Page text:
For Britain, this was a dream start to the Games – the team’s talisman delivering at the perfect moment, early in the Games, just as Adam Peaty had done in this city in July. For Storey, she now has two more golds in her sights: in the C5 time trial and C4-5 road race. Win those and she will officially become Britain’s greatest ever Paralympian.
“I know I have two more races next week so I need to make sure I preserve my legs and keep on pushing the boundaries,” she added. “I am my own biggest competitor. I never feel like I am that far ahead [of her rivals]. You cannot make those assumptions. It has had to happen on race days. I am just really pleased that has all paid off.”
Three medals in the pool as GB get off to strong start
Molly McElwee in Tokyo
Five years ago, Tully Kearney thought her Paralympic dream was doomed. She had missed London 2012 due to injury, had to relearn to swim when she had an involuntary movement disorder, dystonia, diagnosed. She lost her funding at one point and had to withdraw from the Rio 2016 team due to a progression in her condition.
To her mind, a swimming career was off the cards. But on day one at Tokyo 2020 she finally became a Paralympian and, not only that, won a silver medal in the S5 200m freestyle – securing the third of three medals won by British Paralympic debutants on a successful first night in the pool. It is no wonder she was lost for words.
“I’m a bit speechless at the moment,” Kearney, 24, a seven-time world champion across freestyle and butterfly, said. “There was a question mark over whether I’d ever get to the Paralympic Games. The fact that I’ve been able to race and come away with a medal is just crazy.”
The way the race was going, it could well have been gold too. Kearney built up a two-second lead and was swimming at world record pace coming down the straight, after swimming within the 100m event’s world record pace for the first half of the race. But she tired, and was pipped to the line in the final 10 metres by reigning champion, China’s Zhang Li, who won the race by 0.12seconds.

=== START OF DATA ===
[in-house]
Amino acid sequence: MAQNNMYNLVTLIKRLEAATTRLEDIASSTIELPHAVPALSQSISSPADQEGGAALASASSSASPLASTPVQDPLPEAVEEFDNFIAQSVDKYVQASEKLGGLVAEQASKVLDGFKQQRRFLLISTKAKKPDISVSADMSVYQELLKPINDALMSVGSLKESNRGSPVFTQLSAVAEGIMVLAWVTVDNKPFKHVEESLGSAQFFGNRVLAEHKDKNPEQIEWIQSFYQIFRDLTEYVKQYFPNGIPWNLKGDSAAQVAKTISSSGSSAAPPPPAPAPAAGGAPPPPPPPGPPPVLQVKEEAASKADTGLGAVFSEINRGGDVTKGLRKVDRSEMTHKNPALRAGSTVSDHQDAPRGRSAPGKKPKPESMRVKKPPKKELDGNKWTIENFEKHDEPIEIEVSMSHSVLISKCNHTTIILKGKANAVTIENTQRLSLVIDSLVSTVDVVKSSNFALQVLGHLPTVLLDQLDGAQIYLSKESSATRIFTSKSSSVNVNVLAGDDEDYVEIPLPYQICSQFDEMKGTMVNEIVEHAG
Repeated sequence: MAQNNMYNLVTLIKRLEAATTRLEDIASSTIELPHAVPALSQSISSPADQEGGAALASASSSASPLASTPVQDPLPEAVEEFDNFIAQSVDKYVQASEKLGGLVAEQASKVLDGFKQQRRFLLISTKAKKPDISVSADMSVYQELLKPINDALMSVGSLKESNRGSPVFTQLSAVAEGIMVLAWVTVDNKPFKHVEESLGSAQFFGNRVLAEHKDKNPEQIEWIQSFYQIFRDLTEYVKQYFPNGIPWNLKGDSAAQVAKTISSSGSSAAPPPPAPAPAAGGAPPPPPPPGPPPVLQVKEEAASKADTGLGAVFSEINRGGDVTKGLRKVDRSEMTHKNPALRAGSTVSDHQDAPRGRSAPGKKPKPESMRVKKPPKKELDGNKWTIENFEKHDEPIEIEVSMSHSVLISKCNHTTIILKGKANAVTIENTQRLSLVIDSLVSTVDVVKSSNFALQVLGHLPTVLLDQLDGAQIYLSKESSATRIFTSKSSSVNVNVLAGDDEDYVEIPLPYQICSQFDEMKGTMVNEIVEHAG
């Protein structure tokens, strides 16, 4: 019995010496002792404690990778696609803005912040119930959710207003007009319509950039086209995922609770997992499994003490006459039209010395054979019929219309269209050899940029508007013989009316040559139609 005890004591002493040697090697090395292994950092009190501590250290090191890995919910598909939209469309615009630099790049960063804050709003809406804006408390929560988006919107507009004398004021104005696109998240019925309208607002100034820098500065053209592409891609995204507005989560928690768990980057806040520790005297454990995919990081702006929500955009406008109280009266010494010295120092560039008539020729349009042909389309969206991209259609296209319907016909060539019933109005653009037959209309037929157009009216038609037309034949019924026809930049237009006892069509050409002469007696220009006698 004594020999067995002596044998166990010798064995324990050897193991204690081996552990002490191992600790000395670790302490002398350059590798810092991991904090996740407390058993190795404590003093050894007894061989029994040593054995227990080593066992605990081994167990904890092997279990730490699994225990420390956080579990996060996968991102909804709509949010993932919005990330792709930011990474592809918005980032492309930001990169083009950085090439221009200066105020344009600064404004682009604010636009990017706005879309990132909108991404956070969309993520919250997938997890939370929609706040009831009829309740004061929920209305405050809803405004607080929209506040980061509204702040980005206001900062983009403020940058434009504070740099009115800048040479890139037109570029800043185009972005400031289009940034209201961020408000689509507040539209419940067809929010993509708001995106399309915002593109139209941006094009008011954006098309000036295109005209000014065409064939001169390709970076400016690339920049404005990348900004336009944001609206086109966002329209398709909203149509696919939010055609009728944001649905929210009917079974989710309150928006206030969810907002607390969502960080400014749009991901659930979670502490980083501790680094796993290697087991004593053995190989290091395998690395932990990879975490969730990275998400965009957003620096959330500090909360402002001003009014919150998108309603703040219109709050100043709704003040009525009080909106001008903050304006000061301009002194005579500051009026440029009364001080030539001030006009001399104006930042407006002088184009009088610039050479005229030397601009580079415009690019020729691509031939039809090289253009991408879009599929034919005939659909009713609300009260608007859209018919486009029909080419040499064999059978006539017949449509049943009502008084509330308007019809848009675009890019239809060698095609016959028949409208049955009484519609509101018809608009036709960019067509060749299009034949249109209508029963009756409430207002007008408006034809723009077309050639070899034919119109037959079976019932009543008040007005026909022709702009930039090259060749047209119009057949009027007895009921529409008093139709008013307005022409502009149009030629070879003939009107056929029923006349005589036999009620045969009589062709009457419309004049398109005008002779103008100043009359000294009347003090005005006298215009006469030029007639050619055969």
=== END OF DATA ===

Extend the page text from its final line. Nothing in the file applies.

But the silver medal was far from dimmed in Kearney’s eyes, considering her long and trying path to this moment: “After Rio I thought the Paralympics weren’t going to be possible, I wouldn’t be able to swim anymore. This a massive deal, and all down to the support staff, especially the medical team and my coach. If it wasn’t for them I wouldn’t be at this point. To be honest, it was all down to them, I just swam.
“I’ve been dealing with injuries, I was worried my fitness wouldn’t be good enough swimming 200m. So to go that close to my personal best is pretty impressive and I’ve got to be pleased with that.”
Britain’s Suzanna Hext just missed the podium in fourth, with Italy’s Monica Boggioni taking bronze.
Kearney and Hext were part of a solid start in the pool for ParalympicsGB, adding to Reece Dunn’s silver in the S14 100m butterfly and Toni Shaw’s bronze in the S9 400m freestyle.
Just a fortnight ago, Aberdeen’s Shaw had exam results, university places and a first Paralympic Games to worry about. But the straight-A student need not have worried, as she will head to the University of Stirling next month as a ‘fresher’ with a Paralympic bronze medal around her neck.
The 18-year-old swam a lifetime best time of 4minutes 39.32seconds to make the podium, beaten only by world champion Lakeisha Patterson of Australia who took gold, and Hungary’s Zsofia Konkoly, who made an impressive late surge to win silver.
World record-holder Dunn, 25, followed Shaw’s lead and marginally missed out on gold in the 100m butterfly, taking silver behind Gabriel Bandeira in a tight S14 class race, for athletes with intellectual impairments. Though Dunn had the stronger start, the Brazilian took the lead at the turn, and was racing within touching distance of Dunn’s world record in the final stretch before finishing with a Paralympic record of 54.76seconds. Australia’s Benjamin James Hance took bronze.
“A little disappointed in my finish, I lost it there, but still happy nonetheless,” Dunn said afterwards.
He, like Kearney and Shaw, has a busy rest of the Games, with four more individual events to come. Meanwhile in the women’s equivalent event, British pair Louise Fiddes and Jessica-Jane Applegate came fifth and sixth respectively, and Zara Mullooly finished seventh in the S10 50m freestyle.